The main character, the guy narrating the story and whom we spend the most time with, is unfortunately no exception. McGrath’s overriding character trait is established early: He’s a good person. Even things that could paint him in a less favorable light seem to exist mainly to prove that he’s ultimately good (eg. he’s divorced with a young daughter whom he maybe doesn’t spend a lot of time with but he’s really tortured about it because he really loves her, so, you know, his intentions are in the right place). There is no ambiguity to the character, and the way the book is written obviates any possible alternative interpretation; he’s one of the good guys, the book is telling us, just accept it. And accept it we must because not only will it inform all his actions, but it seems to be the answer to very basic plot questions that remain nebulous otherwise. Like: why is he so interested in uncovering the secrets about Ashley’s death? He does have some antagonistic history with the Cordova clan, but as an impetus for his investigation it is ultimately unconvincing. The basic, real reason is that there was something sketchy about the death and he’s going to uncover the truth because that is the right thing to do.

Again, he’s not like Mr. Rogers nice or anything. He does have his share of flaws. (His biggest foible, for me, is that he has incessant quips and one-liners about everything— sometimes spoken, sometimes only in his head—though mercifully he eases up on them a little as the stakes get higher in the second half of the book.) But those flaws don’t deepen the character at all, since we know (we just know) that he’s one of the good guys. The same can be said of his sidekicks, Hopper and Nora. They both initially seem to have ulterior motives for helping out with the investigation, but it is eventually revealed that they, like McGrath, are driven out of a sense of goodness. (Pessl gets a lot of mileage out of Hopper clearly keeping a secret from the other two, although when the secret is finally divulged it is dispiritingly underwhelming.) They are the do-gooders, the three of them. That’s about as deep as they’ll get as characters.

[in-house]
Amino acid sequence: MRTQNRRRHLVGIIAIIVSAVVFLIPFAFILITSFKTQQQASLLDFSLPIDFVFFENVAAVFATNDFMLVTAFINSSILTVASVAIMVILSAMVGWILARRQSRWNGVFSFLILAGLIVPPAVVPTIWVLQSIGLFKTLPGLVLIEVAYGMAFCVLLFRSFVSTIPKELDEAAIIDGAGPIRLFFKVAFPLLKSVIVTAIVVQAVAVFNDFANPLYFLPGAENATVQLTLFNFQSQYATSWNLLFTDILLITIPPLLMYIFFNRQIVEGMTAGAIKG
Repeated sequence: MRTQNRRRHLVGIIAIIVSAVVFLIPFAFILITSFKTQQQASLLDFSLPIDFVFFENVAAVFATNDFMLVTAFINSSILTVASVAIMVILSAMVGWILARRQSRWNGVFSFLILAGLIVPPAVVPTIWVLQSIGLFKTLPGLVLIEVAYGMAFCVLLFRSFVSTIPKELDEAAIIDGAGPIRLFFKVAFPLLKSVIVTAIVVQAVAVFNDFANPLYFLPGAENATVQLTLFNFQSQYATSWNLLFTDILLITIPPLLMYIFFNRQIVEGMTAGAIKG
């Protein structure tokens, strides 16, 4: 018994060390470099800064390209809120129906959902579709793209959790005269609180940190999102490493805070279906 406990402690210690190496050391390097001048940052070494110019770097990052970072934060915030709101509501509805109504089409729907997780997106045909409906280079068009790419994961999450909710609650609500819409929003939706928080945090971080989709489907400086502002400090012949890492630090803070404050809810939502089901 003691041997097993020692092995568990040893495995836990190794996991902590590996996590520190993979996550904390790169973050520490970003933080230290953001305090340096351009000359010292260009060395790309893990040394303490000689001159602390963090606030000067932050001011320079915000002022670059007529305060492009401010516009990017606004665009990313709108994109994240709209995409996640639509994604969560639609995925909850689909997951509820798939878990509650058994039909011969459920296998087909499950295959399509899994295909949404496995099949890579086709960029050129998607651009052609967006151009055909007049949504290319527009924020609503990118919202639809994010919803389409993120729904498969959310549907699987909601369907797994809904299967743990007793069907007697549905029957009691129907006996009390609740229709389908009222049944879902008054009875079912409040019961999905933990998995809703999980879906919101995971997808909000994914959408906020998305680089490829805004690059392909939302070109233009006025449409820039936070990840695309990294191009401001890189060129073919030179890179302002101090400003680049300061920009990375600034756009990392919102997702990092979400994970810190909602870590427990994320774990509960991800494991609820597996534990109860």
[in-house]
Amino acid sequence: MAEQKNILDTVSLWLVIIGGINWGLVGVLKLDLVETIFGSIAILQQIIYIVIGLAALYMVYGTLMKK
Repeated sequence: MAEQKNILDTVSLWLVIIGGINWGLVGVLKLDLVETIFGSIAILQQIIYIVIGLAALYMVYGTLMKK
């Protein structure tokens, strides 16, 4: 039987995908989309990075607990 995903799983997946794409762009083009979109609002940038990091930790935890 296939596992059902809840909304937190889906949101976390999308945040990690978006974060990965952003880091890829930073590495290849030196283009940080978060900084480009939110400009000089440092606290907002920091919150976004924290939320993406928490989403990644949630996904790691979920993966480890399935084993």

Actually, the novel does have one interesting character: the filmmaker Stanislas Cordova. He provides the driving force of the narrative, the core around which all the other characters revolve (it sometimes feels as if McGrath and crew are stalking an elusive quarry). He's the kind of director who makes cerebral films designed to investigate or question our own preconceptions about fate, knowledge, good & evil, right & wrong. Added to this, he's a total recluse, so of course he's widely respected by the general public as well as by the cult that has sprung up in his name, full of people who endlessly dissect his films and form insular online communities. (He's not only interesting but entirely believable.) A big part of why he's interesting is that he starts out as an enigma and McGrath slowly learns more about him as the story progresses. All the rumors and misinformation about Cordova must be sifted through, along with the hyperbolic adulation, and gradually the character isn't so much described as merely adumbrated. The mystery is a big part of his appeal. He is the book's MacGuffin, and Pessl wisely keeps him "off-screen" for as long as she can (and then some). The problem she runs up against is that, at a certain point, a total explication of Cordova would be woefully inadequate—he's been built up too much. Pessl manages to come up with a solution to this, though the results are not entirely satisfying.

But truthfully none of that character stuff matters much, because having fully developed 3D characters isn't what NIGHT FILM is about. This book is about thrills and chills and just having a good time. It's got a made-for-the-big-screen premise and the story is meant to move along as frictionlessly as a night at the movies with a dozen friends. And for the most part, it succeeds. Pessl has found a writing style that keeps you turning pages; the prose is full of "Suddenly"s and momentum-sustaining absolute constructions. The set pieces, like the one where McGrath crashes a bizarre late-night party for the rich and louche, are taut and engaging. Aside from the aforementioned draggy monologues, the whole thing is a pretty brisk affair and I can't imagine having reservations about passing it along to pretty much any reader. (Which makes Random House's description of NIGHT FILM as a "literary thriller" a little confusing. Why limit the audience by throwing around that nasty L-word?) Expect lots of “Gone Girl”-type buzz from this one come August.

DHS

No comments:

Post a Comment